Explaining Malinvestment and Overinvestment, by Larry Sechrest
Mainstream macroeconomists may–and do–disagree with such an assessment, but Austrian macroeconomists rightly consider the Misesian/Hayekian theory of the business cycle to be one of the signal achievements of the entire Austrian school of thought. This Austrian business cycle theory (ABCT) offers a unique perspective on the destructive array of private sector incentives created by central bank manipulations of the supplies of money and credit.
ABCT is essentially a theory of unsustainable economic expansions, that is, macroeconomic expansions that must unavoidably be followed at some point by macroeconomic contractions. At the center of this scenario is the phenomenon of malinvestment. Thus, in order to explain ABCT one must be able to convey in what malinvestment consists. In the past, Austrians have usually done this either entirely by means of verbal explication or with the assistance of certain unconventional constructions such as Hayekian triangles. These figures relate the stages of production to the magnitude of ultimate output and thus can reveal the effects of a change in market interest rates on the structure of production. However, to grasp the significance of such triangles one must also comprehend certain distinctively Austrian ideas such as “roundabout production” and the average production period.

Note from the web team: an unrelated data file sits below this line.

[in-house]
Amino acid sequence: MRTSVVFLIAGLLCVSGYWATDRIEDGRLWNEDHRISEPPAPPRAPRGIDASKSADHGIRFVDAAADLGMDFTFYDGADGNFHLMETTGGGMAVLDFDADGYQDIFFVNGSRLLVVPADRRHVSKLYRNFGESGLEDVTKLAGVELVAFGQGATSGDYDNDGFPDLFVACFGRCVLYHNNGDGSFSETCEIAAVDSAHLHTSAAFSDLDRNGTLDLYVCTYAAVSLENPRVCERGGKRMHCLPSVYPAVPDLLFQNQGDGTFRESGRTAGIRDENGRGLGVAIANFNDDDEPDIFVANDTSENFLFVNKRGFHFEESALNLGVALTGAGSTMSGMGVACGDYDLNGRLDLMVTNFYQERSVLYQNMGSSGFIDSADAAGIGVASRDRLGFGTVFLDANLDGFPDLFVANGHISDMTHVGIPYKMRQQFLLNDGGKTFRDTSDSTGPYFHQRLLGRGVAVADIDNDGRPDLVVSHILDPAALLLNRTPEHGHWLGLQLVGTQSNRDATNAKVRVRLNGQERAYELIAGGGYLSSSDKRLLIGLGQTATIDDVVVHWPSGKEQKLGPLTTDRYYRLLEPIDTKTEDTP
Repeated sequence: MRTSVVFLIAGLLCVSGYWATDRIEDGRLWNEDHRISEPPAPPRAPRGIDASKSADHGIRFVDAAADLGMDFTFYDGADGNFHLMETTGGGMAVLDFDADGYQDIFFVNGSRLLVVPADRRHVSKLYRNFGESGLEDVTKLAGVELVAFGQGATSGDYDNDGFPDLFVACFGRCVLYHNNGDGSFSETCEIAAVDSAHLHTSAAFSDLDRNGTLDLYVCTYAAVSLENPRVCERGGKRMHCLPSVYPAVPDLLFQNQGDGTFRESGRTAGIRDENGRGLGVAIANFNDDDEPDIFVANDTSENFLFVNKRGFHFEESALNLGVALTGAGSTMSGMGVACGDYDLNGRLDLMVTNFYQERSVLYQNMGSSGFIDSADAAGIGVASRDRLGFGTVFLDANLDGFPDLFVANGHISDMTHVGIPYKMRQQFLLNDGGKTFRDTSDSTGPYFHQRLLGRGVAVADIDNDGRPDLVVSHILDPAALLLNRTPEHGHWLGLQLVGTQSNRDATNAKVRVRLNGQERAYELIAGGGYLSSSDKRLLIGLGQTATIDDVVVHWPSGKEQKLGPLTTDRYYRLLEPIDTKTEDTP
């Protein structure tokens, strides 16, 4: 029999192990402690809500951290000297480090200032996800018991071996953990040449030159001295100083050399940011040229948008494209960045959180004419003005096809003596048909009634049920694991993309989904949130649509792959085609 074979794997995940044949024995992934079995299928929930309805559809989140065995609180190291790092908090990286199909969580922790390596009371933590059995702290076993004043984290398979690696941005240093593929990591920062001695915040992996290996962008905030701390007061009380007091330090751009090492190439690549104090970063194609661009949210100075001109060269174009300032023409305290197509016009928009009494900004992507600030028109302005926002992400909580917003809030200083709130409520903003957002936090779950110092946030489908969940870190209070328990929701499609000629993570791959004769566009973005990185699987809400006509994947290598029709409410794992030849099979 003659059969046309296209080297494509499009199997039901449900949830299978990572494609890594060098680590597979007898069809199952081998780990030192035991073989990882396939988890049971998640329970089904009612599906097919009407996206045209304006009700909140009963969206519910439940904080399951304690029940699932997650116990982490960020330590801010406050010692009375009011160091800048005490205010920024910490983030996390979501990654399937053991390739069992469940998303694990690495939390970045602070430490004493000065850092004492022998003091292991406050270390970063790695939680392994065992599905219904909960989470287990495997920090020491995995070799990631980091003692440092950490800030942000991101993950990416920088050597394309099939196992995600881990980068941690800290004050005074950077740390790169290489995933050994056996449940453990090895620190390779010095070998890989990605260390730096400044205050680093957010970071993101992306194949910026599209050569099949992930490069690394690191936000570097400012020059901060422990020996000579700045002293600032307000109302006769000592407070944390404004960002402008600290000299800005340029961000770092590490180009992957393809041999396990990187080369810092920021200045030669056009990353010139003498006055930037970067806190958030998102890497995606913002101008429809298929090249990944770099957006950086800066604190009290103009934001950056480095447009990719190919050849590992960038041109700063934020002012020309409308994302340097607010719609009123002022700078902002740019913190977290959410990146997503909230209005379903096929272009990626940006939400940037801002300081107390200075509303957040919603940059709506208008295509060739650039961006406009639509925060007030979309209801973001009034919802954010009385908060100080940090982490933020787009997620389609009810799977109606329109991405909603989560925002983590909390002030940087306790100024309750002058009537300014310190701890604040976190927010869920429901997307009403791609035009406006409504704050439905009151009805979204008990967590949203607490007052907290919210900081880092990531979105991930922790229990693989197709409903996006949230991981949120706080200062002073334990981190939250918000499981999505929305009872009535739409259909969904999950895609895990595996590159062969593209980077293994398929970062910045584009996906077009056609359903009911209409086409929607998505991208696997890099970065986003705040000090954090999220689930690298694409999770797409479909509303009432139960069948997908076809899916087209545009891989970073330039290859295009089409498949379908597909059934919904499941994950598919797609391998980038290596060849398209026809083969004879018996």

Students of economics who are not already familiar with the Austrian School are thus not likely to find Hayekian triangles to be very enlightening. Something more familiar to such students might prove more helpful.
Pursuing that line of thought, the present paper will offer an interpretation of malinvestment in more conventional terms, using such frameworks as the familiar Capital Asset Pricing Model (CAPM) seen so often in finance classes. In addition, the everyday observation about the disproportionate effects of interest rate changes on the present values of assets with different maturities will be shown to be congruent with Hayekian triangles, thus removing the latter from the realm of the exotic. Finally, the important role of the “subsistence fund” in understanding malinvestment will be illustrated. First of all, however, the basics of ABCT will be briefly reviewed.